There are only a few of these devices currently on the market: The f-tech 2.3MR, the i blue757 and the Fuzion Infinity. And while each claims to be solar powered, actual use of the sun to charge them fully could take as long as a week charging 12 hours a day. While this is probably unnecessary, the charging rate and capacities of these devices substandard a short-term charge should allow sufficient use for intermittent tracking.
If you are looking to use one of these devices in an off-grid location for tracking purposes it might be better to invest in a SPOT GPS system that can upload your location as well as track it. If you are choosing a device like this to supplement an older cell phone that has Bluetooth but no GPS, then it might be right for you.
f-tech 2.3MR (3 out of 5)
The f-tech 2.3MR uses a lithium ion battery that is supplemented by an auxiliary solar power input that boosts the run time a full 50%. It comes with a 51-channel all-in-view tracking system that is WAAS enabled with a toggle to disable it if you wish. It can be used indoors and out as well. The f-tech 2.3MR starts up in 36-37 seconds with a one-second reacquisition time. The unit is accurate within 3 meters in any condition. The red and blue LED lighting indicators track both GPS fix and Bluetooth connection. The Bluetooth is Class 2 with an effective distance up to 30 meters.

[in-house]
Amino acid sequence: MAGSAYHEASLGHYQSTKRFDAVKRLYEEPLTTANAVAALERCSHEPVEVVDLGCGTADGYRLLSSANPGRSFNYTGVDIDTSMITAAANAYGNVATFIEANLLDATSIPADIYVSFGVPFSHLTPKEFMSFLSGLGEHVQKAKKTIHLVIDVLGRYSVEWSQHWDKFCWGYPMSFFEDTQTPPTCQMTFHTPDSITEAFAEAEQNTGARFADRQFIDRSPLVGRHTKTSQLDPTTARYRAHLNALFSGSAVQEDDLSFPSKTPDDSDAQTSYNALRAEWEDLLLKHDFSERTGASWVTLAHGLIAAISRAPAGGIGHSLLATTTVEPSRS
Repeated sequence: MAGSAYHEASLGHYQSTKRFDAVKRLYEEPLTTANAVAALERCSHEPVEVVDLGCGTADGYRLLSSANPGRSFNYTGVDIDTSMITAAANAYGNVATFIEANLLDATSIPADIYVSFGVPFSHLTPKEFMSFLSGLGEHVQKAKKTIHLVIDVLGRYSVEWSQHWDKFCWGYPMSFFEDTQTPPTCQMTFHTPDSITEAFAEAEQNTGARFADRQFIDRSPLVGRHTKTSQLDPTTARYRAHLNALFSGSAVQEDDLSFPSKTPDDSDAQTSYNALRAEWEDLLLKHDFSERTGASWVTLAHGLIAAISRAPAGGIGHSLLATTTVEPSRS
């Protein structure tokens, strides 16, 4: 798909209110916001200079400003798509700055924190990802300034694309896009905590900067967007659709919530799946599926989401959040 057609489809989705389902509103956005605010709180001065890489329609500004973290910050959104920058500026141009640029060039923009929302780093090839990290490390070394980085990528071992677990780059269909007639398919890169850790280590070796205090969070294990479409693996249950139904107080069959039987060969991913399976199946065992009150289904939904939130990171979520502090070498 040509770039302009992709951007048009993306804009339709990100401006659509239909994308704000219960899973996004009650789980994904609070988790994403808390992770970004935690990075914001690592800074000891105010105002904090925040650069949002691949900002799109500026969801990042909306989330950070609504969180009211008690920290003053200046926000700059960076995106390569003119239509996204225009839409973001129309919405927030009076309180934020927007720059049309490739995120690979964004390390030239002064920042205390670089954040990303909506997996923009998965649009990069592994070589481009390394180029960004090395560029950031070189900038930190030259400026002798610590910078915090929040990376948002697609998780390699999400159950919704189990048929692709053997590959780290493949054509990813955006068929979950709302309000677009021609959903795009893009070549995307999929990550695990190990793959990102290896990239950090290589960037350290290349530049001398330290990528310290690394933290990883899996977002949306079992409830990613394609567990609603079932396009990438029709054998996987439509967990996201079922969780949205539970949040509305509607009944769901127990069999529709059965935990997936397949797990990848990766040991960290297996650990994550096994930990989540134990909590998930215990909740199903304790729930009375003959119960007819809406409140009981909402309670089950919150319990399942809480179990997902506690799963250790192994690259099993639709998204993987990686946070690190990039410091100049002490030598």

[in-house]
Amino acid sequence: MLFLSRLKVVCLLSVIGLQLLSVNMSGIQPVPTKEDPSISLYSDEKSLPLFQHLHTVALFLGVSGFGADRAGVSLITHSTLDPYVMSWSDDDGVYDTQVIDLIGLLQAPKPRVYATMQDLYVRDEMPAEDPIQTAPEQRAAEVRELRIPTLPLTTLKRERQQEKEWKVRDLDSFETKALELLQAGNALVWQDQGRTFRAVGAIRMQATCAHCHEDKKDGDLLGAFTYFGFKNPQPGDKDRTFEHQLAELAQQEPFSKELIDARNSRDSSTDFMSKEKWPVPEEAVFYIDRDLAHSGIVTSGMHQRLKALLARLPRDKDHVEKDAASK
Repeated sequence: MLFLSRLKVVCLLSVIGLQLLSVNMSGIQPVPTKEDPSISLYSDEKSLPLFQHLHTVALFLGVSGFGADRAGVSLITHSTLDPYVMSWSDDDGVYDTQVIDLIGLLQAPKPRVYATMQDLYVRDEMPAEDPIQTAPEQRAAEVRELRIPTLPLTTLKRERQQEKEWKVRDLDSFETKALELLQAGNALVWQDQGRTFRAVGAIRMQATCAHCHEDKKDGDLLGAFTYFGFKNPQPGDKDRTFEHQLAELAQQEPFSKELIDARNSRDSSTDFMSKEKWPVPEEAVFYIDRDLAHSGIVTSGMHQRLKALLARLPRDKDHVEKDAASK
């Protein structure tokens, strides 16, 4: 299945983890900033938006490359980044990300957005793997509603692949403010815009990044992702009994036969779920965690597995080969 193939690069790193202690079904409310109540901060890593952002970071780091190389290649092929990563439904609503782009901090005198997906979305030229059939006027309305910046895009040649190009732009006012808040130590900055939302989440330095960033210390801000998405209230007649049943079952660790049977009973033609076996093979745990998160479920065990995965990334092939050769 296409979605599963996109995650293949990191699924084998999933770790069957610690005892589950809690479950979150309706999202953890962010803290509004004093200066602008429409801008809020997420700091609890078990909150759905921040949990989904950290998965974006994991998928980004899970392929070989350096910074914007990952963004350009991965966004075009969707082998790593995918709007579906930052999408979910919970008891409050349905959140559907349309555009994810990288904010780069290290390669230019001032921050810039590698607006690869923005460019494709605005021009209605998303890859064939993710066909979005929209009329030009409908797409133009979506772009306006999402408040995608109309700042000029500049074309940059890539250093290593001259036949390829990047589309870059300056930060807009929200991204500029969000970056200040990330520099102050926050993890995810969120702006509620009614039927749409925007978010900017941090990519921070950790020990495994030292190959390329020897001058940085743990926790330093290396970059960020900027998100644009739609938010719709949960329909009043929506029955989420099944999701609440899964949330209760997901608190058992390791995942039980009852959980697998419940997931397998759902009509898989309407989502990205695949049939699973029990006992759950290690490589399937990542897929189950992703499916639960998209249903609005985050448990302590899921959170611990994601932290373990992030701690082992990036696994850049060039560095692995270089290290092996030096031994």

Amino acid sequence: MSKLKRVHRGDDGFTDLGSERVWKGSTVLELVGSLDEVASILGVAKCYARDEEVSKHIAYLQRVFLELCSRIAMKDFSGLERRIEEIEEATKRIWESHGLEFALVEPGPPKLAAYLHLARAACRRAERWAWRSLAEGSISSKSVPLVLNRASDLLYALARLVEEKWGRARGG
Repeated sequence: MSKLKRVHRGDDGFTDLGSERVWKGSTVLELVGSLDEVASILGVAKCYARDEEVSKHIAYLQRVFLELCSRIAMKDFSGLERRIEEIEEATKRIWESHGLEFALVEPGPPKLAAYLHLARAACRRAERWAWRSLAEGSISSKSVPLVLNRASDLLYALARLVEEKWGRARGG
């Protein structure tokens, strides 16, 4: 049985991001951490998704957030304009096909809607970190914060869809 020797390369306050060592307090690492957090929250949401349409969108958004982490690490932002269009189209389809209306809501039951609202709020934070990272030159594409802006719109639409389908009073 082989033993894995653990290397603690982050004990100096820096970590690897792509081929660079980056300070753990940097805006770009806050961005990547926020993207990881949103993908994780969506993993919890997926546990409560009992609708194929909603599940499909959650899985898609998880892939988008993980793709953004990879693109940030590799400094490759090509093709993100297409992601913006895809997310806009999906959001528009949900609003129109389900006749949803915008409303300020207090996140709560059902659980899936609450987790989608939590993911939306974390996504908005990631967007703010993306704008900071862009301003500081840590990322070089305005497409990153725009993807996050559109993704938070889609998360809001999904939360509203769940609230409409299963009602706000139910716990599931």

i-Blue 757 (4 out of 5)
The i-Blue 757 is comparable to solar-powered Bluetooth GPS devices like the f-tech in terms of accuracy and indoor-outdoor use but outshines the f-tech by offering a staggering 100 hours of battery life in direct sun. It remains in permanent standby mode when in the sun so there is only a one-second start-up time. When it is not in the sun, the start-up time is about 33 seconds. The 32 channel GPS is accurate within three meters. It should be noted that this unit cannot transfer saved data over the Bluetooth connection; it must use a USB connection to do so.
Fuzion Infinity (1 out of 5)
The Fuzion Infinity claimed to be the first Bluetooth-enabled solar-powered GPS unit, and the specs back this up. The unit takes two minutes to start up and 8-12 seconds to reacquire a signal while only offering 30 hours of battery life with the lithium ion/solar power combination. The accuracy is only within seven meters, and there have been reports of the software in this unit failing. This one may have been the best of its time, but the time has passed.
fTech Corporation. https://www.f-tech.com.tw/modules/publisher/item.php?itemid=6
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